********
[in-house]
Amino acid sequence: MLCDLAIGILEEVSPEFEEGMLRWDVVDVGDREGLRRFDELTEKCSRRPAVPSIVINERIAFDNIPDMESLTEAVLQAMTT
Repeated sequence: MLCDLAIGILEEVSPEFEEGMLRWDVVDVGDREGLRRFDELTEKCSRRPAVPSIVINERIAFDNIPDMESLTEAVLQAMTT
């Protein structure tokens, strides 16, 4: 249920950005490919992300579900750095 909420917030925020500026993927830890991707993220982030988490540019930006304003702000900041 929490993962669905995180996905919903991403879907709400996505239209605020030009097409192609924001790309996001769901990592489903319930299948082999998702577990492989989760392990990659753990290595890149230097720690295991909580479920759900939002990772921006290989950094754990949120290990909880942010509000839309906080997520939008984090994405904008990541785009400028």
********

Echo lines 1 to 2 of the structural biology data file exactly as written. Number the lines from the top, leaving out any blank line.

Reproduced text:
[in-house]
Amino acid sequence: MLCDLAIGILEEVSPEFEEGMLRWDVVDVGDREGLRRFDELTEKCSRRPAVPSIVINERIAFDNIPDMESLTEAVLQAMTT